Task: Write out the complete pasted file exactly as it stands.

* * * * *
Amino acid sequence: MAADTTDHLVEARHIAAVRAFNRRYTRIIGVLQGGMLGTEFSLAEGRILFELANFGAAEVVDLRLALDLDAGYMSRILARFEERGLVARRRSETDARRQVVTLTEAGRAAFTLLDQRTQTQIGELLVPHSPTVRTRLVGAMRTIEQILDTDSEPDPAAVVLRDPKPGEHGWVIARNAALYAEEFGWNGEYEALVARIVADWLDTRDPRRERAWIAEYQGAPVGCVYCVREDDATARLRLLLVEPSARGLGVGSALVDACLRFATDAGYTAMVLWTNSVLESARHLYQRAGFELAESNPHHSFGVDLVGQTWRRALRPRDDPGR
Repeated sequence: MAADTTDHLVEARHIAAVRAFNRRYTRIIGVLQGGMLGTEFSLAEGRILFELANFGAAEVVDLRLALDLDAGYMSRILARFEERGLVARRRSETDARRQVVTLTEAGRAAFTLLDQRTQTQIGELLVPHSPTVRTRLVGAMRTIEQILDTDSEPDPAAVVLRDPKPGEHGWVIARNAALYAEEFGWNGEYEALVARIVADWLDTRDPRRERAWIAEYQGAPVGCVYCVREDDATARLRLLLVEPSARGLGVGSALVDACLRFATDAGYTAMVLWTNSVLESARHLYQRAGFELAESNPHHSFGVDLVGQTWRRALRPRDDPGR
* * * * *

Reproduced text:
Amino acid sequence: MAADTTDHLVEARHIAAVRAFNRRYTRIIGVLQGGMLGTEFSLAEGRILFELANFGAAEVVDLRLALDLDAGYMSRILARFEERGLVARRRSETDARRQVVTLTEAGRAAFTLLDQRTQTQIGELLVPHSPTVRTRLVGAMRTIEQILDTDSEPDPAAVVLRDPKPGEHGWVIARNAALYAEEFGWNGEYEALVARIVADWLDTRDPRRERAWIAEYQGAPVGCVYCVREDDATARLRLLLVEPSARGLGVGSALVDACLRFATDAGYTAMVLWTNSVLESARHLYQRAGFELAESNPHHSFGVDLVGQTWRRALRPRDDPGR
Repeated sequence: MAADTTDHLVEARHIAAVRAFNRRYTRIIGVLQGGMLGTEFSLAEGRILFELANFGAAEVVDLRLALDLDAGYMSRILARFEERGLVARRRSETDARRQVVTLTEAGRAAFTLLDQRTQTQIGELLVPHSPTVRTRLVGAMRTIEQILDTDSEPDPAAVVLRDPKPGEHGWVIARNAALYAEEFGWNGEYEALVARIVADWLDTRDPRRERAWIAEYQGAPVGCVYCVREDDATARLRLLLVEPSARGLGVGSALVDACLRFATDAGYTAMVLWTNSVLESARHLYQRAGFELAESNPHHSFGVDLVGQTWRRALRPRDDPGR